A Platonic Symposium on the Essence of International Friendlies

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“To be or not to be”, that is not the question. If you are reading this, you exist. Whether you like that or not, that’s your own issue. Rather, the pertinent question is: why do international friendlies exist? What comprises their very essence? Luckily, through a time and space warp continuum, great past philosophers & poets & writers recently met in a modern setting, drank some wine, and discussed a similar issue plaguing Greece thousands of years ago: non-Olympic friendlies between athletes. Keep in mind, this is a story I heard from my friend James who was told it by this one dude at a college party one night about ten years ago, so there may be some inconsistencies.

Here are their conclusions, if any.

AGATHON: With the sounds of music coming from the box of sound, the smoke in the air, the darkness and absence of illumination, I must say, my dear host, this seems more like a decrepit bath house than a proper meeting place for esteemed minds, don’t you think?

VIRGIL: Times have changed since your era and even my own, Agathon. Humans may now in this time use the “jukebox” instead of relying on the playing of instruments by live musicians. I apologize for the smoke in the air, but the only time available in our magical warping deviceĀ  was during an era of human history when there was not smoking bans. And the only open location was for this dive bar in Alexandria, Virginia.

AGATHON: It burns, it burns my ears! Do I hear the shriek of Sirens?

VIRGIL: No, good sir. It is Earth, Wind & Fire. I do believe we should step outside until this particular song ends. We must also not delay too much – near the end of the night, I have heard that the inebriated contemporary humans will play The Bad English and maybe even Journey.

AGATHON: Let us make haste, then, and move to the area I see labeled as a patio. Oh, look who is coming in near the side of the bar – our friends Socrates and Aristophanes!

VIRGIL: I’m so glad they made the trip. [Shouts over "Spinning Wheel"] Hey, Soc, Aristo, come over here. We’re about to head outside to escape this dreadful lyric.

SOCRATES: I actually quite enjoy it.

VIRGIL: Okay then, we’ll head out now and you can join us later. I think I see a table open.

AGATHON: So, Aristo, how was you trip along the time-warp continuum? Why did you guys take so long?

ARISTOPHANES: Oh, you can sit near the door. I’ll sit here. Well, the actual trip was quick, as you’d expect when bending space and time to join two points. We only got started late because Socrates wanted to see a friendly 800 meter race between a Spartan and Athenian athlete.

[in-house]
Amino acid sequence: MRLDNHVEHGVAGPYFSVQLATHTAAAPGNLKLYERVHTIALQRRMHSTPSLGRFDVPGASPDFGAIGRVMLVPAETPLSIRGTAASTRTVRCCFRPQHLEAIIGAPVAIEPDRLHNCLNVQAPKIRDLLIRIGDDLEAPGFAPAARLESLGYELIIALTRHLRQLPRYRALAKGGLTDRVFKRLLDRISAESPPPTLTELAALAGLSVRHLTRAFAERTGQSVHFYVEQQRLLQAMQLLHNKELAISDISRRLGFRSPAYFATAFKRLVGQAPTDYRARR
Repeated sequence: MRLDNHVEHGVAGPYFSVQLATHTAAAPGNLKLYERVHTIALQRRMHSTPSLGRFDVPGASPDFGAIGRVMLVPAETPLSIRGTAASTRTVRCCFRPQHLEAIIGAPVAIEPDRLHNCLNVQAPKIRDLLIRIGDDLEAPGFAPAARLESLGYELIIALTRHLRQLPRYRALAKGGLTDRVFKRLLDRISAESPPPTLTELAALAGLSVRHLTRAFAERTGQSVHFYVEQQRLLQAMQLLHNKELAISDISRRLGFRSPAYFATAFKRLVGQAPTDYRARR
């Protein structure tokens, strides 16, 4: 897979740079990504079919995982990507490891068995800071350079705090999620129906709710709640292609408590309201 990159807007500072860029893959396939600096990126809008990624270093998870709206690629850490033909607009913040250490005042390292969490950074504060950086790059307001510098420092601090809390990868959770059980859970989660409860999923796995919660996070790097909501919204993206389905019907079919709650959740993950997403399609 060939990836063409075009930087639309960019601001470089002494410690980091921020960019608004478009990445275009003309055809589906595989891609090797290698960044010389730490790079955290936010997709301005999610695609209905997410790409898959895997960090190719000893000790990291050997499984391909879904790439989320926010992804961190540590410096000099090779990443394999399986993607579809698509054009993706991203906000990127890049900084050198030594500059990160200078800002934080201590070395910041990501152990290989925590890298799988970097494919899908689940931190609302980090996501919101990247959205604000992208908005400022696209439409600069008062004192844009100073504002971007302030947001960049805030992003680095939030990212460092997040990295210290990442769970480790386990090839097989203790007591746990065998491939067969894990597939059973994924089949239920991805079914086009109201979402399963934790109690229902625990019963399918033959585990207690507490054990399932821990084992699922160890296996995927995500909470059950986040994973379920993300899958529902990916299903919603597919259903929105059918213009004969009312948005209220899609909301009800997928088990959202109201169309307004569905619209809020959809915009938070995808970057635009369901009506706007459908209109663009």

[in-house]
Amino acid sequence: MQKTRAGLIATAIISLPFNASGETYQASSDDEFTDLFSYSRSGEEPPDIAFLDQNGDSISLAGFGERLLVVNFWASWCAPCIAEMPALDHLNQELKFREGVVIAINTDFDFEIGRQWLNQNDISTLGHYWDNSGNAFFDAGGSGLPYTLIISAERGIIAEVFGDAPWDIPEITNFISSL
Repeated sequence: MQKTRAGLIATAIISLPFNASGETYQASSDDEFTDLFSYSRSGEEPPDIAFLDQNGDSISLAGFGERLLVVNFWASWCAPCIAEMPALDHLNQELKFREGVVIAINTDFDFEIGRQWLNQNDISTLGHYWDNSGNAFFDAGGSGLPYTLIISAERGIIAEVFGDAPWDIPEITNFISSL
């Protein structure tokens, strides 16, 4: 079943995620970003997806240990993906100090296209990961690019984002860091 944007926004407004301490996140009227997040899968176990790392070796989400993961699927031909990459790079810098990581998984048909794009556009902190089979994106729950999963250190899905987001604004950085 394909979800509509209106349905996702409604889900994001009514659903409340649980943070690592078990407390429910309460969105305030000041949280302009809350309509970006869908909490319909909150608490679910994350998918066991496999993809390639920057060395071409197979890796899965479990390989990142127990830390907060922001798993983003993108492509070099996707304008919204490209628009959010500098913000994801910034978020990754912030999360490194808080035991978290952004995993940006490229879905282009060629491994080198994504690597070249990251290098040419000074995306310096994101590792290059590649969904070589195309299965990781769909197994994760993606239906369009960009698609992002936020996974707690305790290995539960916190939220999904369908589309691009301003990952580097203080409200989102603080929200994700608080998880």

VIRGIL: A what? Friendly? I’m confused.

AGATHON: It’s when two athletes compete against each other but not in a real competition where they could win a trophy.

VIRGIL: Then why do it?

ARISTOPHANES: Is it art for art’s sake? Competition just to compete?

AGATHON: Zeus no. They normally split the gate and concession revenues.

VIRGIL: None of those terms make sense to me.

AGATHON: For our guide from the not so distant future who knows about dive bars and smoking bans, you are oddly out of the loop on Greek sport. Basically, they sell food at the competition. They also charge for people to watch. That leads to money being accrued which is then divided.

VIRGIL: Ahh, I see.

ARISTOPHANES: Hey, is Socrates in there slow-dancing by himself again?

AGATHON: Looks like it.

ARISTOPHANES: We should do something about it. I’ll go check on him.

VIRGIL: Sit down and close the door. They’re playing Cindi Lauper for Zeus’ sake. Socrates can take care of himself. So, back to the topic – these friendlies are really just concocted to make money?

ARISTOPHANES: Well, no, you probably can’t go that far. Some athletes used them as a quasi-practice – not quite a warmup, but too half-assed to be a true competition.

AGATHON: I have no problem with athletes earning their livelihood. If folks didn’t pay for plays, we’d all be broke as fuck.

ARISTOPHANES: But did we become artists merely for the exchange of money? Or does that merely allow us to exist and follow our chosen path?

VIRGIL: [Sighs] Here we go again…..

AGATHON: Says the guy sipping on house gin and hasn’t written anything readable since The Wasps….Calm down, sit down Aristo, you know I’m messing with you.

ARISTOPHANES: You poets are all the same, hidden in your offices or whatever and turning out poems to be read by only a few. It’s not my fault plays are my calling and handsomely profitable.

AGATHON: When you put in so much filler like singing choruses and disrespectful depictions of the Gods, how can you not turn a dime?

VIRGIL: Dime? What?

ARISTOPHANES: Hey, guys, Socrates is definitely dry-humping somebody in there right now.

VIRGIL: They’re playing Bon Jovi. Let it slide for now.

AGATHON: As I was saying – the play too directly appeals to the masses, and thus lowers itself to their often prurient and petty gut desires.

VIRGIL: Sit down Aristo. Come on, man.

ARISTOPAHNES: I’m not going to sit here and get shit on. My plays are no worse than friendlies, at least we can agree on that.


VIRGIL: Nobody was comparing your plays with that friendly concept, which sounds at least superficially at odds with the whole “competition” thing.

AGATHON: Sparta and Athens “friendly”, ha.

ARISTOPHANES: Guys, Socrates is definitely passed out, hunched over the bar, and that “bouncer fellow” is prodding him.

VIRGIL: Yeah, okay I’ll go check it out. But I am so not paying his drink tab this time.

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